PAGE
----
Monday, 14 May 2018

Not Too Old To Be Mum - Liberty

This week’s "Not Too Old To Be Mum" is with Liberty from Liberty on the Lighter Side.

How old were you when you had your baby/babies?

I had my first baby when I was 30, second when I was 32, third at 34 and fourth at 36.

Tell me a bit about yourself and your main reasons for having a child(ren) after the age of 35?

I had a notion when I was young that four was a good number of children to have. I have no idea where that came from as I am one of five. But after our third baby we seriously toyed with the idea of whether we should have any more children. Our last had been a very challenging baby, in her first year she hardly ever slept for longer than 40 minute stretches and the exhaustion put a strain on our marriage. There were so many other factors to consider too. We’d no longer be able to use a standard sized car and there would be further financial burdens to factor in later on. Pregnancy had taken its toll on my body and I was worried that it was going to exacerbate problems I already had. I was getting older (I was 35) and I was scared about another delivery too. I finally had peace about our decision to not have any more children and then six weeks later I discovered I was pregnant! We were in shock for a few weeks (shed some tears) until we came to terms with it. She was born 3 weeks after I turned 36. Of course, now we have absolutely no regrets about having another baby, she is such a funny, sensitive and creative soul, it’s a delight having another little person in our family to love.

Did you have any problems with falling pregnant? If you did, would you say age was a contributing factor?

Not at all. In Fact I did struggle for two years to conceive our first baby from the age of 28 until 30. Eventually, after a check-up it was discovered I had a large cyst on one of my ovaries as well as endometriosis. I had an operation and after that I never needed to think about falling pregnant again, it happened within a couple of months after stopping breastfeeding my previous baby.

Did you have any complications with your pregnancy or labour that you feel were caused by being older?

I had some complications but it’s hard to know whether those were due to age or from having multiple pregnancies or very heavy babies (over 10lbs). With each pregnancy I had increasingly uncomfortable varicose veins in my right leg and groin. After the first couple they disappeared but after the final two pregnancies they remained and now I am waiting for an operation to get them removed. They are painful if I stand too long or on the first day of my period. My baby that was born when I was 36 was my heaviest and the labour the second worst (after my first). It was long and extremely painful and she needed to be resuscitated after delivery as she wasn’t breathing. Perhaps if I had been younger (or fitter!) I may have had more energy to cope better with the delivery.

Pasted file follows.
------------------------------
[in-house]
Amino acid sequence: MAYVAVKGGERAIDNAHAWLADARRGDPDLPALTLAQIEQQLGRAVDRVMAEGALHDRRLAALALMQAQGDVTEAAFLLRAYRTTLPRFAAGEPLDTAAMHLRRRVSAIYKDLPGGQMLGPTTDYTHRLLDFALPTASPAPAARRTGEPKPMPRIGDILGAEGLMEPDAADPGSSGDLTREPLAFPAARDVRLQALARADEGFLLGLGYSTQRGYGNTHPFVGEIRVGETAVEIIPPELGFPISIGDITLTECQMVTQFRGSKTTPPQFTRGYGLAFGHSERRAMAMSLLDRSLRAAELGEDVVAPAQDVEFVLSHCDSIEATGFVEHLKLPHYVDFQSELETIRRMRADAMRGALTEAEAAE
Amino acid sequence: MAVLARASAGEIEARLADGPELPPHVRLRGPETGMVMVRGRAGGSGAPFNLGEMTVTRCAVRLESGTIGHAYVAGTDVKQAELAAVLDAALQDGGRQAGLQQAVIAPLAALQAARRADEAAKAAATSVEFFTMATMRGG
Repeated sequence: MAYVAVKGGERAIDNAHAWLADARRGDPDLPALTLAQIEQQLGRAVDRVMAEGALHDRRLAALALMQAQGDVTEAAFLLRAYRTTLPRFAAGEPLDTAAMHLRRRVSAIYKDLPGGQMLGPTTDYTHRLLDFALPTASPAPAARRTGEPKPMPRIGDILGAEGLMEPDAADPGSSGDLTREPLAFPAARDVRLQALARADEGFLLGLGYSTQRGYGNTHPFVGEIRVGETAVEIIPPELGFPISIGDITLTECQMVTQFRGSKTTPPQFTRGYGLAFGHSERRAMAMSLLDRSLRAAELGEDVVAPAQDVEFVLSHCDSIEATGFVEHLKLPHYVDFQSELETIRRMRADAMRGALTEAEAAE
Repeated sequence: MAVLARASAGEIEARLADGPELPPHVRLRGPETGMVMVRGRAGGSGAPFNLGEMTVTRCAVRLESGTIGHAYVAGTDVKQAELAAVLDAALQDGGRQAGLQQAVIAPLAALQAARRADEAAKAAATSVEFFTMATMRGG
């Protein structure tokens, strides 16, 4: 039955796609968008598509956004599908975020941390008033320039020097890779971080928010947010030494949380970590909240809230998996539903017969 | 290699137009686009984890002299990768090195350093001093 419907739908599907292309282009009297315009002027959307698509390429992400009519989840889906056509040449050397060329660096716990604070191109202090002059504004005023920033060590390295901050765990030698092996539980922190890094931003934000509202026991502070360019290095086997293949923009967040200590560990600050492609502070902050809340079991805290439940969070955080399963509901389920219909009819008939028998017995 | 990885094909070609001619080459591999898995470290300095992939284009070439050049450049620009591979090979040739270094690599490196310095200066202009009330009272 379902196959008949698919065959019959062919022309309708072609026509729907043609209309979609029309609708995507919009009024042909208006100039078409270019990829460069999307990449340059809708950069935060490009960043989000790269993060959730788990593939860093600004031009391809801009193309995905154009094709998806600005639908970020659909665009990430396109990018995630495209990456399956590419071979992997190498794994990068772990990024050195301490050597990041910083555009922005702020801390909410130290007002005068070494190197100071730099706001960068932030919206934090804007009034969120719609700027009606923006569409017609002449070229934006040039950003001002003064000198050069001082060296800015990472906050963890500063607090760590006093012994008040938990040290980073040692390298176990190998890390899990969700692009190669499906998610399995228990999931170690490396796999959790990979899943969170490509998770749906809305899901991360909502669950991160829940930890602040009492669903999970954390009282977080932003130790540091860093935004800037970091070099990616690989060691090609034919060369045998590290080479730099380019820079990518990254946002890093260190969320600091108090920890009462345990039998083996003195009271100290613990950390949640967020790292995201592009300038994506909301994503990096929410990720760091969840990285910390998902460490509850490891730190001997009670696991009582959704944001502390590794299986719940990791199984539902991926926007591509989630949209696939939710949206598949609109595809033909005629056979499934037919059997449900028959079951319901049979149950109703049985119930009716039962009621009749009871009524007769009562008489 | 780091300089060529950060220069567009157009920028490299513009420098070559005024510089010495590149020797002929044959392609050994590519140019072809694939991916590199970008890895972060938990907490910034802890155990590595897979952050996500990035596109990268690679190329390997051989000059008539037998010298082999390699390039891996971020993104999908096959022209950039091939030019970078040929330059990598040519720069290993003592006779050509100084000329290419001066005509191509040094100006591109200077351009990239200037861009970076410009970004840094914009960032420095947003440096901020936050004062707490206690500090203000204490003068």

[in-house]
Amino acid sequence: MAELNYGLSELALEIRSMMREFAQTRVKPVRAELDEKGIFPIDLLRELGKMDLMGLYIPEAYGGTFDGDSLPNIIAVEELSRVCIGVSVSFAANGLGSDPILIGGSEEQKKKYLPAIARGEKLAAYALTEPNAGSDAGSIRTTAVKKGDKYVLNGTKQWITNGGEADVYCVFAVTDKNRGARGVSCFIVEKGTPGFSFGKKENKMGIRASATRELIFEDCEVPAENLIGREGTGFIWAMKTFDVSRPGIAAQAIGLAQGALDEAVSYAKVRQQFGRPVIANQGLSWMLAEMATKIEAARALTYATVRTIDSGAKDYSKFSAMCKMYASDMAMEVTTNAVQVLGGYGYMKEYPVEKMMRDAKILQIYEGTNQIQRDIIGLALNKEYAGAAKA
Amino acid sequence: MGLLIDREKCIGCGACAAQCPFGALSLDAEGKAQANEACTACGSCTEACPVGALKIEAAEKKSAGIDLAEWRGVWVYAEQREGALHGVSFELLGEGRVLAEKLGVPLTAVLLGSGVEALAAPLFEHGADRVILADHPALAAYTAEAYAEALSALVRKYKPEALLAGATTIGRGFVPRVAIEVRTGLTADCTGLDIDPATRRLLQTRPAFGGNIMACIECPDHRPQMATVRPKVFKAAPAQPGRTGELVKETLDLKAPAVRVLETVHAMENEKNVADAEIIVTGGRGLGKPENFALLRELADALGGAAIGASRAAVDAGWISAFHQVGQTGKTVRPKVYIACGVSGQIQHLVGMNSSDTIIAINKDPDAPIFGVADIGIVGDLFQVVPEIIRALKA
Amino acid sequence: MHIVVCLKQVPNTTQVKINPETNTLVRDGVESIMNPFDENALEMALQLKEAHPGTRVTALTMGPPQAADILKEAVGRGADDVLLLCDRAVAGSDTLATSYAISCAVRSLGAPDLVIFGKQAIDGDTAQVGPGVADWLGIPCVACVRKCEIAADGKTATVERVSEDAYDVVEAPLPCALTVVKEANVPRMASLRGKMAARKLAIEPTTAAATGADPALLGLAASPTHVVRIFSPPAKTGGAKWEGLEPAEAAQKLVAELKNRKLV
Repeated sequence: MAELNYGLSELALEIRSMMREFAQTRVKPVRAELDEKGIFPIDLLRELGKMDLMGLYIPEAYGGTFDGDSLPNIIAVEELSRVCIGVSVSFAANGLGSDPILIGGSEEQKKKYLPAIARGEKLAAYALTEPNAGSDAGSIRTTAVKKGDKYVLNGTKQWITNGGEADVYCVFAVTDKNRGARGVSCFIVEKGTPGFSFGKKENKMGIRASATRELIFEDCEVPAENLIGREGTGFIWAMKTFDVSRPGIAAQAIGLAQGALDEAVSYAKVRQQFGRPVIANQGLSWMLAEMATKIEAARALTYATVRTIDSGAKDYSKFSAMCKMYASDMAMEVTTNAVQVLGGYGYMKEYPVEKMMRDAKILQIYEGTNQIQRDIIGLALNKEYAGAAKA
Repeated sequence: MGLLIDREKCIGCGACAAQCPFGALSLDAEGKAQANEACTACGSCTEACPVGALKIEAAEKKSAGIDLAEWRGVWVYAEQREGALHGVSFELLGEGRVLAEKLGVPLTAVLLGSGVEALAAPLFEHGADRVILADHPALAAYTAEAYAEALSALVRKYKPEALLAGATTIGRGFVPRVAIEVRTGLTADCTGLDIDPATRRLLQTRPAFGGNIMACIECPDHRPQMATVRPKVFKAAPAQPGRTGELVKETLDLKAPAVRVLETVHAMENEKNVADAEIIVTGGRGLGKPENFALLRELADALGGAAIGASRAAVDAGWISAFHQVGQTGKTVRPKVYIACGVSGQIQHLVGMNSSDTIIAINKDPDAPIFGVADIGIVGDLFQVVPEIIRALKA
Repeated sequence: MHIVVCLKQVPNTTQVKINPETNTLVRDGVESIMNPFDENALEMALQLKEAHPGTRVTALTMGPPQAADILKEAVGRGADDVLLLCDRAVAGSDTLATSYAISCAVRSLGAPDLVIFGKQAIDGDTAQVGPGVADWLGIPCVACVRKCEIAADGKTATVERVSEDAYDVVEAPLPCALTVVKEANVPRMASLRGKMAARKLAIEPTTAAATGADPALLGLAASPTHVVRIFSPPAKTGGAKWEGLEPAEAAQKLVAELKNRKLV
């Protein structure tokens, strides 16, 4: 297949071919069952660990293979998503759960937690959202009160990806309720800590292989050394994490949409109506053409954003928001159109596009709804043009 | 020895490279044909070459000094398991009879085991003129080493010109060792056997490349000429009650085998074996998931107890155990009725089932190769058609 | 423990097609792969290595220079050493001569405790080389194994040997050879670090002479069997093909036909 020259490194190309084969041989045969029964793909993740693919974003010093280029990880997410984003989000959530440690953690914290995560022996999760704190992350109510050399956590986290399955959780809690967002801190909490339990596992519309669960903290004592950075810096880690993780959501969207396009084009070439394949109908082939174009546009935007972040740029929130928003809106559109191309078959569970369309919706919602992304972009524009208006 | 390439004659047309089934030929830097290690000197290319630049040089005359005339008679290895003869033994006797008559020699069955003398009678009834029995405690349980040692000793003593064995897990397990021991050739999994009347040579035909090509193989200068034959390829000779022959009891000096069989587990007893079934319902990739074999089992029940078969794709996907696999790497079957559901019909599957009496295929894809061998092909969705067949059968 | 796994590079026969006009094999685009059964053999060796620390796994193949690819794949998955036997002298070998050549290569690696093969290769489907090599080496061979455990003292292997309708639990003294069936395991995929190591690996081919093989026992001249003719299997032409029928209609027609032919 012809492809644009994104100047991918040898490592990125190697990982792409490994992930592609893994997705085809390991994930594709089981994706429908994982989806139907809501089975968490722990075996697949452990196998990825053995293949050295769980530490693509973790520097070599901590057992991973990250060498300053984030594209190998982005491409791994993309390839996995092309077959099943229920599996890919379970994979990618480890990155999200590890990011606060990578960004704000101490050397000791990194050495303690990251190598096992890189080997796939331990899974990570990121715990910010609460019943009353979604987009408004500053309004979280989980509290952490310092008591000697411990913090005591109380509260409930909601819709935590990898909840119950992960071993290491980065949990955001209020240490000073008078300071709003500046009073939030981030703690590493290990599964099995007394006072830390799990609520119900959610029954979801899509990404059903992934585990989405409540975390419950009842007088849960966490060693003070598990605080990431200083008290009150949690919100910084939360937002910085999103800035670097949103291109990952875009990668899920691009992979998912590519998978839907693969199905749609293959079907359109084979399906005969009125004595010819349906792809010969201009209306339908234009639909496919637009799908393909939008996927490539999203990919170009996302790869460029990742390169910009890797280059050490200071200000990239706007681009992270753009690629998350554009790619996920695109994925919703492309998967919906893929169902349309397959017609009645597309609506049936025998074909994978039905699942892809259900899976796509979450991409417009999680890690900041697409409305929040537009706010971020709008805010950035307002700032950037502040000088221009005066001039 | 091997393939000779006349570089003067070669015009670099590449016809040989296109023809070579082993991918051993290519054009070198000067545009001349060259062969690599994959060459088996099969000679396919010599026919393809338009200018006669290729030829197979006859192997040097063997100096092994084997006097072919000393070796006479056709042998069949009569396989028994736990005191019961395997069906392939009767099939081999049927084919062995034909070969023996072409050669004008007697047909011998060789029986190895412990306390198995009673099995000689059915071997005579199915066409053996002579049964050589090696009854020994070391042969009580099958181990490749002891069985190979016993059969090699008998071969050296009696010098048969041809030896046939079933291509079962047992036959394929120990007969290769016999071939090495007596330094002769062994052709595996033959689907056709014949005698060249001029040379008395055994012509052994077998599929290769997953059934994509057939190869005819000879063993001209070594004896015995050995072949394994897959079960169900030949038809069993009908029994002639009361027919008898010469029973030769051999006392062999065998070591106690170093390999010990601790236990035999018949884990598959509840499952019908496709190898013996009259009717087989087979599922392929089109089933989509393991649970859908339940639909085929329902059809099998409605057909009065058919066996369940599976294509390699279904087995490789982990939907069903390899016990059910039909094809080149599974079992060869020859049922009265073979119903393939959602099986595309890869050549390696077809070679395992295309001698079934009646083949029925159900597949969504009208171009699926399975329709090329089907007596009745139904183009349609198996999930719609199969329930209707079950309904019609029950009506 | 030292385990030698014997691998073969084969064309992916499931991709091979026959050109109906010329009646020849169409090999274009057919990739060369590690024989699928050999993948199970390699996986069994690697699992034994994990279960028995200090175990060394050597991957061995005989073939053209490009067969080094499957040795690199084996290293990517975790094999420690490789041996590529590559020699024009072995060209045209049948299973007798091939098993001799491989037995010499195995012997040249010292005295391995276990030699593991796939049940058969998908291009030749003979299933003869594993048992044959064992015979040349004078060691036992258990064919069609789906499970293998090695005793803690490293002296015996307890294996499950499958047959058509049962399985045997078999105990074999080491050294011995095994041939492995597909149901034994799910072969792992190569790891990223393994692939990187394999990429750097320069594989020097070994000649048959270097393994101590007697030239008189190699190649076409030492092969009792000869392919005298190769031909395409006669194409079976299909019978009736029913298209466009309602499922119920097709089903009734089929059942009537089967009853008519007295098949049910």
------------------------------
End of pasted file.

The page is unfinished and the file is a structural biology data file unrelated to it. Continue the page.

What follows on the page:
Were you treated differently by medical professionals because of your age? If you were, how did that make you feel?

I don’t think so.

If you had children before and after you were 35, were there any differences with the pregnancy, labour and you as a parent? Would you put these down to age differences?

My pregnancies were all similar, although as I mentioned above each put extra strain on my
varicose veins, and my belly got bigger each time – I was ginormous with my last one. I don’t know whether being a little bit older made the difference. I definitely felt more relaxed and confident with handling my last baby, but that could be related to experience to having had three already. I have to say that at 36 I didn’t feel old at all!

What do you feel are the pros and cons for having a baby after 35?

I guess one of the modern pros is that as a woman you have had the opportunity to work
outside the home before starting a family. This could be a con too if you then decide to give that up to be a stay at home mum and then realise how much you miss your independence! I definitely felt more confidence at 35 than I did at 25, I was probably more patient too.

Do you plan on having any more children? If not, what are your main reasons? And if you would like more, what worries you the most about the prospect of having more?

No more!!

If you could do your time over, would you choose to have your children younger?

Yes, I’d have liked to start a family around the age of 26 or 27 – I was getting broody and we
seemed to be surrounded by friends with babies - but my husband was studying full time so I was working to support us and then once he’d graduated it took me two years to fall pregnant.

What advice do you have for any women thinking of having a child past the age of 35?

I think if you have any concerns you should talk to your doctor. It would be a good idea to try and keep fit, build up your stamina, factor in a good 8 hours sleep every night, cut down on drinking or smoking (preferably stop), take a reputable vitamin supplement and eat a healthy diet. Also take up a relaxing hobby so you don’t stress about falling or being pregnant! I took up pottery and amateur dramatics (not both at the same time), they were brilliant fun, I met new people and it helped to take my mind off obsessing about my baby or my body too much. As far as you can make those choices, I would, as there are many other factors (like fertility and birth) you have little choice over.

Thanks for taking part Liberty and sharing your story. If you’d like to hear more from Liberty, you can visit her at heblog or over on InstagramTwitter and Facebook.

To read other women's stories click here.

To discuss taking part in the Not Too Old To Be Mum series, please send me an email.

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